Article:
a.data.LastName,
       JSON_QUERY(a.data, '$.ContactDetails' RETURNING VARCHAR2(500) WITH WRAPPER) AS contact_details
FROM   json_emp a
ORDER BY a.data.FirstName,
         a.data.Last_name;

-----------------------------------------------------------------------

1	Neena	Kochhar	[{"Email":"Neene.kochaar@example.com","Phone":""}]
-----------------------------------------------------------------------
2	Steven	King	[{"Email":"Steven.king@example.com","Phone":"44 123 123456","Twitter":"@steveking"}]



JASON_TABLE


IT is used to represent the JASON_DATA like a relational data and includes all the functionality of - JSON_VALUE,JSON_EXISTS and JSON_QUERY.


A lot has been changed in 18c version of Oracle in JASON_TABLE to keep it simple.



SELECT jt.*
FROM   json_emp,
       JSON_TABLE(data, '$'
         COLUMNS (FirstName, LastName, Job, Active,
           NESTED ContactDetails COLUMNS (Email, Phone,Twitter)
         )
       ) jt;
       
       
   --------------------------------------------------------------------
1	Steven	King	Manager	true	Steven.king@example.com	44 123           123456	@steveking
-----------------------------------------------------------------------
2	Neena	Kochhar	AD_VP	false	Neene.kochaar@example.com		


Oracle has introduced a Materialized View (MV) refresh mechanism called ON STATEMENT refresh. With the ON STATEMENT refresh method, an MV is automatically refreshed whenever DML happens on a base table of the MV. Therefore, whenever a DML happens on any table on which a materialized view is defined, the change is automatically reflected in the materialized view. The advantage of using this approach is that the user no long needs to create a materialized view log on each of the base table in order to do fast refresh. The refresh can then avoid the overhead introduced by MV logging but still keep the materialized view refreshed all the time. This feature has been made available in JASON_TABLE.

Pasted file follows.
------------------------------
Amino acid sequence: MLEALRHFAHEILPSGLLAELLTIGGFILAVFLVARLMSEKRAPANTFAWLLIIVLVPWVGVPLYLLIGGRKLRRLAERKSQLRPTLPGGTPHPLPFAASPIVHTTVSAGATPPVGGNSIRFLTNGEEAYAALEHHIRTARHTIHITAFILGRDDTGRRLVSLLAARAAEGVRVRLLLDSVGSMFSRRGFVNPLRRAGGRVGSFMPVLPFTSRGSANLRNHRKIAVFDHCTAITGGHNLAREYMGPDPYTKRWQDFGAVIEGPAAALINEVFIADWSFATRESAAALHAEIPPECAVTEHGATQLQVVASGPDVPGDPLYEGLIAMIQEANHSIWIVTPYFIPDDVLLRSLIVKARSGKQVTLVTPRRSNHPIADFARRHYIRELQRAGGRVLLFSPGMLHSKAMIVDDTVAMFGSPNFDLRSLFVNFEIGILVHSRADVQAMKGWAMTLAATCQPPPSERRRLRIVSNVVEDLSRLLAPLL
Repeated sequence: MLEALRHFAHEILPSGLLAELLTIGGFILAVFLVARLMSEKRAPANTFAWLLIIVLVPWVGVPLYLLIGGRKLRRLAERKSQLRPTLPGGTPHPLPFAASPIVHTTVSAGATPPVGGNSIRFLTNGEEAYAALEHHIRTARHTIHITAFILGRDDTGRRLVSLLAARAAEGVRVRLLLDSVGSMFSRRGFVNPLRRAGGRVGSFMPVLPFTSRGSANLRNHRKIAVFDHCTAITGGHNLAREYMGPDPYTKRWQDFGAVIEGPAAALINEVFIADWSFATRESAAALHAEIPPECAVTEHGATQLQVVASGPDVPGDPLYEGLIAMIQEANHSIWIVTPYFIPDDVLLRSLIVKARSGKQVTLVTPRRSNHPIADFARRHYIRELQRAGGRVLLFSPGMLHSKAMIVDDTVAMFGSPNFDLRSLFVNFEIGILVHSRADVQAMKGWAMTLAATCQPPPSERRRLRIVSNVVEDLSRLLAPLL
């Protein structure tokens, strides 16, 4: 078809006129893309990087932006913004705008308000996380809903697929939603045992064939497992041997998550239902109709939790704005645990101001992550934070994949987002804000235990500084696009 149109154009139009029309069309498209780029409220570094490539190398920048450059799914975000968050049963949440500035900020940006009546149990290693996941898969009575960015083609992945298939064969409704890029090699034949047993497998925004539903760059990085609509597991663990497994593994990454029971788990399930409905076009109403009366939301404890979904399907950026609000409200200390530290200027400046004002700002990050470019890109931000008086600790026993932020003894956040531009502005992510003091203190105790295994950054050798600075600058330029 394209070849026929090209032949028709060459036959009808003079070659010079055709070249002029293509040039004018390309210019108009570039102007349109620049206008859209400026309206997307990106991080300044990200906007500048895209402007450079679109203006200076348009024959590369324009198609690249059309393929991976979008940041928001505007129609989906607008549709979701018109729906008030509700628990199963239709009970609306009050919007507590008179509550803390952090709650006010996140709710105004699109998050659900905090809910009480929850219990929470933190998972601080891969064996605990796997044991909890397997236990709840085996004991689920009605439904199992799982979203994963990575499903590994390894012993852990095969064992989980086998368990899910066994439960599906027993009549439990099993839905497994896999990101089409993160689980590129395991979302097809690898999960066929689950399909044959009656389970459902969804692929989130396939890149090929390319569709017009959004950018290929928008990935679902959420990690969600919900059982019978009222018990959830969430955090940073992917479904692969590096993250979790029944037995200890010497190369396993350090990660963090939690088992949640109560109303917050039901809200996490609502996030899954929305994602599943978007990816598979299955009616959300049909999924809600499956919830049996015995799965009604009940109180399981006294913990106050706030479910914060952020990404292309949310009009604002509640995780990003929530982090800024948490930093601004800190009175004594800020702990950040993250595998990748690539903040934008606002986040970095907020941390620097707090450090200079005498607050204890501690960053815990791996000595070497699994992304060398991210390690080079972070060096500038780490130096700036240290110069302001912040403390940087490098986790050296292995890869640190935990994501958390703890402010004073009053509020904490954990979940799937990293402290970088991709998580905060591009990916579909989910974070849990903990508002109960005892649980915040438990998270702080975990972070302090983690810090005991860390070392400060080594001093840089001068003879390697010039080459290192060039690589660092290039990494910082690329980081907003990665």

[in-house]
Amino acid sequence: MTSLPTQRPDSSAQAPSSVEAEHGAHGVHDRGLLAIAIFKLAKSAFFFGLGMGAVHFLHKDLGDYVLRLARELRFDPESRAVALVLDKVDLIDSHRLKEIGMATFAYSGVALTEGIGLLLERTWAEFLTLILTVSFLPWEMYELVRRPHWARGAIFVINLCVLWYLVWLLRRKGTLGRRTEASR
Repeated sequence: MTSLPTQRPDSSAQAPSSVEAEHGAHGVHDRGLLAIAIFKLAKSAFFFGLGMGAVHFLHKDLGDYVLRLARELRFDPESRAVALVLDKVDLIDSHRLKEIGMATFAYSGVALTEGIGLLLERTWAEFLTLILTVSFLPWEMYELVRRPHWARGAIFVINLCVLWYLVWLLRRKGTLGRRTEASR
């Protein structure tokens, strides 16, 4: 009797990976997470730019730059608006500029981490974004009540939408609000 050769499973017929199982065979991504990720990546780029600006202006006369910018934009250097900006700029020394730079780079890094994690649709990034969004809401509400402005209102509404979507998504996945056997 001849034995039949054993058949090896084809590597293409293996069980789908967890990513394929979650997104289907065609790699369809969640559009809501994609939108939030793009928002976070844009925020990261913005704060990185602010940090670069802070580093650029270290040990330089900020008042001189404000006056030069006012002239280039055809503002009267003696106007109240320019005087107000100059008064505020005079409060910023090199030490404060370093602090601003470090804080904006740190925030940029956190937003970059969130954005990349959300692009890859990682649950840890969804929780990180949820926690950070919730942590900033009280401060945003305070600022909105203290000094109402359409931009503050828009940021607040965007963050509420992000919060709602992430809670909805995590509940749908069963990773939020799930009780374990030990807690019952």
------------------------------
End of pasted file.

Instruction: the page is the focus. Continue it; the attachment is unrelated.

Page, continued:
CREATE MATERIALIZED VIEW json_emp_mv
REFRESH FAST
ON STATEMENT
AS
SELECT emp_id, jt.*
FROM   json_emp,
       JSON_TABLE(data, '$'
         COLUMNS (FirstName, LastName, Job, Active,
           NESTED ContactDetails COLUMNS (Email, Phone,twitter)
         )
       ) jt;
       
       



JSON_EQUAL



TheJSON_EQUALcondition allows you to compare two JSON documents without worrying about member order or formatting. Look at the output from the following two queries.



CREATE TABLE json_test (
  id     NUMBER NOT NULL,
  data1  VARCHAR2(50),
  data2  VARCHAR2(50),
  CONSTRAINT json_equal_tab_pk PRIMARY KEY (id),
  CONSTRAINT json_equal_tab_json1_chk CHECK (data1 IS JSON),
  CONSTRAINT json_equal_tab_json2_chk CHECK (data2 IS JSON)
);


INSERT INTO json_test VALUES (1, '{}', '{}');

-- Matching members, order and format.
INSERT INTO json_test VALUES (2, '{"neena":"kochhar","smith":"king"}', '{"neena":"kochhar","smith":"king"}');

-- Matching members and order, but differing format.
INSERT INTO json_test VALUES (3, '{"neena":"kochhar","smith":"king"}', '{ "Neena":"Kochhar", "Smith":"King" }');

-- Matching members, but differing order.
INSERT INTO json_test VALUES (4, '{"neena":"kochhar","smith":"king"}', '{"smith":"king","neena":"kochhar"}');

-- Differing members.
INSERT INTO json_test VALUES (5, '{"neena":"kochhar","smith":"king"}', '{"smith":"king","leena":"patel"}');

-- Differing members.